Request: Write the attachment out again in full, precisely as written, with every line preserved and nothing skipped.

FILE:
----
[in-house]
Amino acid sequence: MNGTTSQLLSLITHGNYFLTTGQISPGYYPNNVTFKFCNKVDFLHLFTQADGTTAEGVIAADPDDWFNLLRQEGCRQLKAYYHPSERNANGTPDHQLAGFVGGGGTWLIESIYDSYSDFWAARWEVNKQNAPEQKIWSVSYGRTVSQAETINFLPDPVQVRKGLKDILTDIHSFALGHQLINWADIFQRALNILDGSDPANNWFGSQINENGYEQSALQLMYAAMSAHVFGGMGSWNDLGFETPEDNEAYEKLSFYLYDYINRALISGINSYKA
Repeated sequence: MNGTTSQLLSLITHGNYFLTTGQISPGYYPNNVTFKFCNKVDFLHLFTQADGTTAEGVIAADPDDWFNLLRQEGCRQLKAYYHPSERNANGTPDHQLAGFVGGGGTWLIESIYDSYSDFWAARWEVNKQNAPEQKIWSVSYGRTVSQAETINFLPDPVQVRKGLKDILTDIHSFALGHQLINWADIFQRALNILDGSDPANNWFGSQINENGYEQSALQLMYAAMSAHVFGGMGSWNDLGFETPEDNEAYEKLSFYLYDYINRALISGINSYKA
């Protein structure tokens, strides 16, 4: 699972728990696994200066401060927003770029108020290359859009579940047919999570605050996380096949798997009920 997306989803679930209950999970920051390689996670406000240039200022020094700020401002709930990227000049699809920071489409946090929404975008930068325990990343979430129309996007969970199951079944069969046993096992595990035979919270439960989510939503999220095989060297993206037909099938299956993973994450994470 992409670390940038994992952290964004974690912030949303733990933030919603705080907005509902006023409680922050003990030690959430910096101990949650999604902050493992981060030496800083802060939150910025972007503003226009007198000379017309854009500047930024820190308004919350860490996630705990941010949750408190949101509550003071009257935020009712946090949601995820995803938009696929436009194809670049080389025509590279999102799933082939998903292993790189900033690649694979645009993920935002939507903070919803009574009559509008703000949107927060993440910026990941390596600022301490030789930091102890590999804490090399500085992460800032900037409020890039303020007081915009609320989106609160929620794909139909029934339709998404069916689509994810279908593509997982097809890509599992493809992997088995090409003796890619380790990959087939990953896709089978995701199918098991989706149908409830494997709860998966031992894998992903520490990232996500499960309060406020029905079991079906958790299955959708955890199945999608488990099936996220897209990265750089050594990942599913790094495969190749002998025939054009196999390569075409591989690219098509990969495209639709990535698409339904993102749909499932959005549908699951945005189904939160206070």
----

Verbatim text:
[in-house]
Amino acid sequence: MNGTTSQLLSLITHGNYFLTTGQISPGYYPNNVTFKFCNKVDFLHLFTQADGTTAEGVIAADPDDWFNLLRQEGCRQLKAYYHPSERNANGTPDHQLAGFVGGGGTWLIESIYDSYSDFWAARWEVNKQNAPEQKIWSVSYGRTVSQAETINFLPDPVQVRKGLKDILTDIHSFALGHQLINWADIFQRALNILDGSDPANNWFGSQINENGYEQSALQLMYAAMSAHVFGGMGSWNDLGFETPEDNEAYEKLSFYLYDYINRALISGINSYKA
Repeated sequence: MNGTTSQLLSLITHGNYFLTTGQISPGYYPNNVTFKFCNKVDFLHLFTQADGTTAEGVIAADPDDWFNLLRQEGCRQLKAYYHPSERNANGTPDHQLAGFVGGGGTWLIESIYDSYSDFWAARWEVNKQNAPEQKIWSVSYGRTVSQAETINFLPDPVQVRKGLKDILTDIHSFALGHQLINWADIFQRALNILDGSDPANNWFGSQINENGYEQSALQLMYAAMSAHVFGGMGSWNDLGFETPEDNEAYEKLSFYLYDYINRALISGINSYKA
């Protein structure tokens, strides 16, 4: 699972728990696994200066401060927003770029108020290359859009579940047919999570605050996380096949798997009920 997306989803679930209950999970920051390689996670406000240039200022020094700020401002709930990227000049699809920071489409946090929404975008930068325990990343979430129309996007969970199951079944069969046993096992595990035979919270439960989510939503999220095989060297993206037909099938299956993973994450994470 992409670390940038994992952290964004974690912030949303733990933030919603705080907005509902006023409680922050003990030690959430910096101990949650999604902050493992981060030496800083802060939150910025972007503003226009007198000379017309854009500047930024820190308004919350860490996630705990941010949750408190949101509550003071009257935020009712946090949601995820995803938009696929436009194809670049080389025509590279999102799933082939998903292993790189900033690649694979645009993920935002939507903070919803009574009559509008703000949107927060993440910026990941390596600022301490030789930091102890590999804490090399500085992460800032900037409020890039303020007081915009609320989106609160929620794909139909029934339709998404069916689509994810279908593509997982097809890509599992493809992997088995090409003796890619380790990959087939990953896709089978995701199918098991989706149908409830494997709860998966031992894998992903520490990232996500499960309060406020029905079991079906958790299955959708955890199945999608488990099936996220897209990265750089050594990942599913790094495969190749002998025939054009196999390569075409591989690219098509990969495209639709990535698409339904993102749909499932959005549908699951945005189904939160206070």